Maryland lawmakers, worried about skyrocketing insurance premiums, have proposed creating a state-level individual mandate — and using fines levied on the uninsured to help put more people on the insurance rolls.
Last month, congressional Republicans repealed the federal individual mandate at the heart of the Affordable Care Act. Now that it’s going away, a coalition of Democratic state lawmakers say the best solution is to have the uninsured pay Maryland a fine that would be used as a “down payment” on health insurance coverage on the state’s exchange.
“Doing nothing is not an option,” said Sen. Brian J. Feldman, a Democrat from Montgomery County who is co-sponsoring the bill. “We’ve got to do something about stabilizing the insurance market.”
Lawmakers are hopeful that creating a state-level mandate not only will encourage young and healthy people to buy insurance — driving down premiums for everyone in the individual insurance market — but that the money can be used in a novel proposal to get more people on the insurance rolls.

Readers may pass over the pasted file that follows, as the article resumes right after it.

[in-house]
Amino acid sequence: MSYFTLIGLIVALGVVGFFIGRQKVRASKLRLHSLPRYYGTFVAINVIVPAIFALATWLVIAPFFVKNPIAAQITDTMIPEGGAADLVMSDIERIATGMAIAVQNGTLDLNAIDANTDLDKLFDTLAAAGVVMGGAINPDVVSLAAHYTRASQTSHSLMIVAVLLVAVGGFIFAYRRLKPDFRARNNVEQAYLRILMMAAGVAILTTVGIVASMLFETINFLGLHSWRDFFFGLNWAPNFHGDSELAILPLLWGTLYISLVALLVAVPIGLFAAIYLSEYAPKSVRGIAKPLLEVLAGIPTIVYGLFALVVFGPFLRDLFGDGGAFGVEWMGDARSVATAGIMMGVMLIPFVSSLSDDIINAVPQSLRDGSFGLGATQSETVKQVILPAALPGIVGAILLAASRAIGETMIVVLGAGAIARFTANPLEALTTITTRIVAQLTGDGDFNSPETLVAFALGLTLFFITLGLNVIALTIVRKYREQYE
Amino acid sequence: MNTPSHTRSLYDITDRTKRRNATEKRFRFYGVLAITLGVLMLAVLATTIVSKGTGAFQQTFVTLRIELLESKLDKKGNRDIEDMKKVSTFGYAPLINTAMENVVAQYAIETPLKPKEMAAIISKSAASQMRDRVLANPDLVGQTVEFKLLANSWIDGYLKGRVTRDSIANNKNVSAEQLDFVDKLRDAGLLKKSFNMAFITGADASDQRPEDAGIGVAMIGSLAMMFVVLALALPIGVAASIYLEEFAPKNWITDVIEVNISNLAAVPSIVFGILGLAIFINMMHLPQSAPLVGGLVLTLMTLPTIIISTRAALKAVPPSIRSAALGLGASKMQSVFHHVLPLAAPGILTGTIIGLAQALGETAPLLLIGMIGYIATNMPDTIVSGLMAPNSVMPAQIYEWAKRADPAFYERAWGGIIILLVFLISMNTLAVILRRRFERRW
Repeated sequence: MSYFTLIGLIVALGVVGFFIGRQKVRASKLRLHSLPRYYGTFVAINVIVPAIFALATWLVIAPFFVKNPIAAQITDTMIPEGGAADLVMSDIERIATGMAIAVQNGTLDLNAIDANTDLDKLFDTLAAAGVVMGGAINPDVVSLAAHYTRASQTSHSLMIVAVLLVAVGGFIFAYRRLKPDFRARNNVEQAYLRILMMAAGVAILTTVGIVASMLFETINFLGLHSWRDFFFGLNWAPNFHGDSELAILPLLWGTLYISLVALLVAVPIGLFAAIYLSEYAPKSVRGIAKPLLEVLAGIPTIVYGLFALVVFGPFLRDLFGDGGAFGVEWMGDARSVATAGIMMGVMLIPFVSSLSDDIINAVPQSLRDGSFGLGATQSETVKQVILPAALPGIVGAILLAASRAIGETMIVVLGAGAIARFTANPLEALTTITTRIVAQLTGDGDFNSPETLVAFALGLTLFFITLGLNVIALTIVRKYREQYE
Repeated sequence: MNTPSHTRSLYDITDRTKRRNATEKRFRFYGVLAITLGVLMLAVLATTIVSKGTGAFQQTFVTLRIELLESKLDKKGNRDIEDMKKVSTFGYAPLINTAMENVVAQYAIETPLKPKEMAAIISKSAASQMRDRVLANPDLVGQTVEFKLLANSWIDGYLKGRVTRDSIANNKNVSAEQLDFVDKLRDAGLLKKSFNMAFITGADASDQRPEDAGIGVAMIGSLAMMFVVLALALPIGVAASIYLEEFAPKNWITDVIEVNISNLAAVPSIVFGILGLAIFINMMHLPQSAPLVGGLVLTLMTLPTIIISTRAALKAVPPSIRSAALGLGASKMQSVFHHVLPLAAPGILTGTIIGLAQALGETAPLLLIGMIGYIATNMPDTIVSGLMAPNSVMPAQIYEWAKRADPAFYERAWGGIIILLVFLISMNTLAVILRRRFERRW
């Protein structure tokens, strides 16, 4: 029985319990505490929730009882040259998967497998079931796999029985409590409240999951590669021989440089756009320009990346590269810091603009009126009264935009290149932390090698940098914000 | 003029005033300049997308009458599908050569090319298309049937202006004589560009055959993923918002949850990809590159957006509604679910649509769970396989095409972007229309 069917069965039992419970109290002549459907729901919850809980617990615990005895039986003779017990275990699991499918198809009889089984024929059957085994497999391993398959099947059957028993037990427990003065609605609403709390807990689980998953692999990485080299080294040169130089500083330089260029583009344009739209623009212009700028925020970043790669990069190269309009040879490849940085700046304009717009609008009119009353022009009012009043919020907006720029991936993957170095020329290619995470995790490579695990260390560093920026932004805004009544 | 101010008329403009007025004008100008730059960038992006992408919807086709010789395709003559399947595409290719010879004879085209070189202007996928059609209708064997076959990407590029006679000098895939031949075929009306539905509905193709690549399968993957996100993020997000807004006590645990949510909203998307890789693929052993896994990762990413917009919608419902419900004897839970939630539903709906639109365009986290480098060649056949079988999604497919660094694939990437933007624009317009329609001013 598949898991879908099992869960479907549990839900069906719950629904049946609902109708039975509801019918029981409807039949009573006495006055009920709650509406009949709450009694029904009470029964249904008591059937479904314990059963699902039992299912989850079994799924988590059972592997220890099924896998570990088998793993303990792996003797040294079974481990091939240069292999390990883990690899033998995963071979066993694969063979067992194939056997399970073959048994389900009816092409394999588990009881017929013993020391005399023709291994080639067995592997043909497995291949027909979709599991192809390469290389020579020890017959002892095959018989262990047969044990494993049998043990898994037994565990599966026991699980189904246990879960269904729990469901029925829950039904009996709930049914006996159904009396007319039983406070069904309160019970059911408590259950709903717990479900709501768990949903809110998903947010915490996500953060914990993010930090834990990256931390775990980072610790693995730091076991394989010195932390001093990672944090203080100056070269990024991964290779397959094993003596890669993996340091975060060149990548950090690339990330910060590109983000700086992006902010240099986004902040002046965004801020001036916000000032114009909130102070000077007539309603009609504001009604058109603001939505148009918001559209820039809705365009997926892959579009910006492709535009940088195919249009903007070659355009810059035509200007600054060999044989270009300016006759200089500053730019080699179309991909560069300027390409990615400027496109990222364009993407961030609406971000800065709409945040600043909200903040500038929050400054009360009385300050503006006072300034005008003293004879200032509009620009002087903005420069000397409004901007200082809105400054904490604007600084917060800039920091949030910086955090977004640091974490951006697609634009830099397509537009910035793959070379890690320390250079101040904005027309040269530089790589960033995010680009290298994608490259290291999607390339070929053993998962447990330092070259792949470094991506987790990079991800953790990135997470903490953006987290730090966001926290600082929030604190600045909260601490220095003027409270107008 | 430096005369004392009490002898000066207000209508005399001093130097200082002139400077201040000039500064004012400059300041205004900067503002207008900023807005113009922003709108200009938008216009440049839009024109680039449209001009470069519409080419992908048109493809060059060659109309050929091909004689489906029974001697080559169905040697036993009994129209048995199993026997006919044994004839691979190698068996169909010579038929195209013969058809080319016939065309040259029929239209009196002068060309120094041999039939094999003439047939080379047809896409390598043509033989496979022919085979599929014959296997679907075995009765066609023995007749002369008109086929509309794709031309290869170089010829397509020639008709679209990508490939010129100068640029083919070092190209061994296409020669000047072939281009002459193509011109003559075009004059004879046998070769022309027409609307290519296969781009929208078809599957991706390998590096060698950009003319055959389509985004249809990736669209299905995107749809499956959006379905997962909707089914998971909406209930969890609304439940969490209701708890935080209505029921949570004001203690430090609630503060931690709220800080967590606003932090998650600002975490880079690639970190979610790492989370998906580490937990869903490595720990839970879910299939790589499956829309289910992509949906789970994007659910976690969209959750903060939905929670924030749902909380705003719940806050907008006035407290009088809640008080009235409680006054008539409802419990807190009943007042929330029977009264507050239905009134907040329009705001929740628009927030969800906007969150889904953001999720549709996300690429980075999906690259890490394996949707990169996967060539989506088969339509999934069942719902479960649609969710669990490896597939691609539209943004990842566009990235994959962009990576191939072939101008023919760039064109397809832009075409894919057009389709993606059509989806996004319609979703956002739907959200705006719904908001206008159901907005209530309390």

In what health care advocates called a first-in-the-nation plan, the lawmakers proposed automatically enrolling uninsured people who qualify for coverage for less than the cost of the $700 fine.
Advocates estimate that about 60,000 of Maryland’s 200,000 uninsured people could receive health care at or less than that. The uninsured whose premiums are higher than that would be contacted by the state during open enrollment with a notification that $700 was available for them to defray the cost of insurance, how much federal subsidies would reduce their out-of-pocket costs, and a menu of health care options available to them.
“It’s very, very innovative,” said Sen. Thomas “Mac” Middleton, the Charles County Democrat who chairs the Finance Committee that will consider the legislation. He promised to start hearings on the proposal next week.
The idea came out of a commission the Democrat-dominated legislature created last year to study the effects of changes to the Affordable Care Act.
Democrats from both chambers were joined by clergy, heath care advocates and Dr. Leana Wen, Baltimore’s health commissioner.
Democrat Del. Joseline Pena Melnyk, a Montgomery County lawmaker co-sponsering the bill, said the proposal was “one of many” ideas being debated to help reduce the cost of insurance.
“We are ready to roll up our sleeves and get to work,” she said, adding that they’re calling on Republican Gov. Larry Hogan to help.
Hogan told reporters later in the day that he had not seen the details of the proposal, but in general that he considered the individual mandate “basically a tax.” He said he was “much more in favor of incentives” that could help reduce the cost of health care. And if Democrats had ideas about how to do that, “We’re all ears.”